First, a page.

New report on sustainable soil management!

Life on earth is entirely dependent on healthy functioning soils. They are the very foundation of the ecosystems upon which we rely. We count on their functioning to produce our food, cycle nutrients manage waterflows, sequester carbon and be the foundation of the planet’s biodiversity. Without healthy soils on earth, humankind as we know it could not exist. Yet, despite the fundamental importance of our soils, we have failed to value and protect them.  Soils have been deteriorating over several decades and the outlook to 2030 does not show signs of improvement.

This is not a new insight, nor a new problem.  Policy makers, NGOs, academics, and indeed some groups of farmers have been sounding the alarm bell for decades, yet indicators show that the health of European soils continues to decline year after year, increasing our vulnerability to climate heating, and threatening future food security.

By improving soil health, we can address many of the environmental and climate challenges we face today, and we have the knowledge to do it.  So, if all the signs are pointing in the right direction, why are we not seeing any significant change?

In this report we combined an extensive review of the literature on soil health and management with interviews of over 30 private soil management initiatives across Europe.  A failure of European policy since the 1960s to protect Europe’s soils has led to the spontaneous creation of individual soil initiatives of various types and sizes.  They include initiatives started by groups of farmers, private food companies and NGOs; each designed to overcome specific soil or crop challenges.

The report outlines the obstacles that block the adoption of sustainable agricultural soil management practices at different scales. They include information-, economic-, technical- and structural barriers.  They particularly affect the ability of farmers to change their practices – but there are also missing elements in the willingness of farmers to change.  Top level EU strategies forfarming and soil management are not matched by the same beliefs at national level.   Policy has an important part to play in this, not least by supporting the development of locally specific and crop targeted information that farmers can directly apply, the development of clear and comparable soil metrics and backing soil programmes that are already working and looking promising to upscale.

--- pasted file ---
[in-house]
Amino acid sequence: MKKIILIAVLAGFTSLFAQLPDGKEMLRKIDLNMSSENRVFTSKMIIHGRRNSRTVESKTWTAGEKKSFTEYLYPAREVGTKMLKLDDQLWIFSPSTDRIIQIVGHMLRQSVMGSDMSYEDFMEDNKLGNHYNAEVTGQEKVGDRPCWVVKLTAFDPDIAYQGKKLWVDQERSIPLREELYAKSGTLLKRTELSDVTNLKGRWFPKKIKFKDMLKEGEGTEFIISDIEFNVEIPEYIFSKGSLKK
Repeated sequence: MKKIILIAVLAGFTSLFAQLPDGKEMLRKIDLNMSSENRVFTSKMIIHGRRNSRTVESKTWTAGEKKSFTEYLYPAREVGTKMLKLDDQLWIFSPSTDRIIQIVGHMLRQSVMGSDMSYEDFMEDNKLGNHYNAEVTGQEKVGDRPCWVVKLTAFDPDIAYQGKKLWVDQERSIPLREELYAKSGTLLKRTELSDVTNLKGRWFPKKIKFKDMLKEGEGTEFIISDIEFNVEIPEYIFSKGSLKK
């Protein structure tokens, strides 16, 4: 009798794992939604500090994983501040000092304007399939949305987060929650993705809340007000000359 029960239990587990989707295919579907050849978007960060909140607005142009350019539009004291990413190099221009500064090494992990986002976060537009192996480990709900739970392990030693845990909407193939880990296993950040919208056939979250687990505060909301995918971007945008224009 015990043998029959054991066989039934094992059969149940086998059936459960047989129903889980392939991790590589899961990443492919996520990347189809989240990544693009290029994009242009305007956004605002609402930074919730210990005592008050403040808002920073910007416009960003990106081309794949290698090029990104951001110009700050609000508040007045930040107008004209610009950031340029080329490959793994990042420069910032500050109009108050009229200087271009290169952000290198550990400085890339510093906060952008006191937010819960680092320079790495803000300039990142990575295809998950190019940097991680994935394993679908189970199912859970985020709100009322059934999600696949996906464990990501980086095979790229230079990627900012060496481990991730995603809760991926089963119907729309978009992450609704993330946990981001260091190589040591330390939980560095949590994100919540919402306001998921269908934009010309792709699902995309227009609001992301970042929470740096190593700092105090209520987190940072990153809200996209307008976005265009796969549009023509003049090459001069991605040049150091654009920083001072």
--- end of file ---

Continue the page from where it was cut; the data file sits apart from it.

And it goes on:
The report argues that a combination of public money through the CAP, if effectively applied, together with carbon farming payments should be sufficient to cover the costs of the transition to sustainable soil management for farmers.  Yet EU agricultural policy has tried for several decades to encourage sustainable soil management through cross compliance and agri-environment schemes, but these efforts have been crowded out by mis directed CAP payments, and there is no indication that this will change in the next CAP.  

Therefore, the report concludes, that whilst it is imperative to take action to overcome the behavioural, economic, structural, information and technical barriers outlined in the study, it must be recognised that the necessary transition will likely only take off and be sustained:

  • When farmers organisations and Ministries are convinced they are currently on an unsustainable track, and accept the necessity of the directions indicated in EU strategies.
  • When the whole food system is engaged in the process and more fairly shares the full cost and risks of the transition.
  • And when the food prices reflect the full environmental, climatic and social costs of food production.  Governments must recognise and communicate this message and lead the debate on how to make it happen.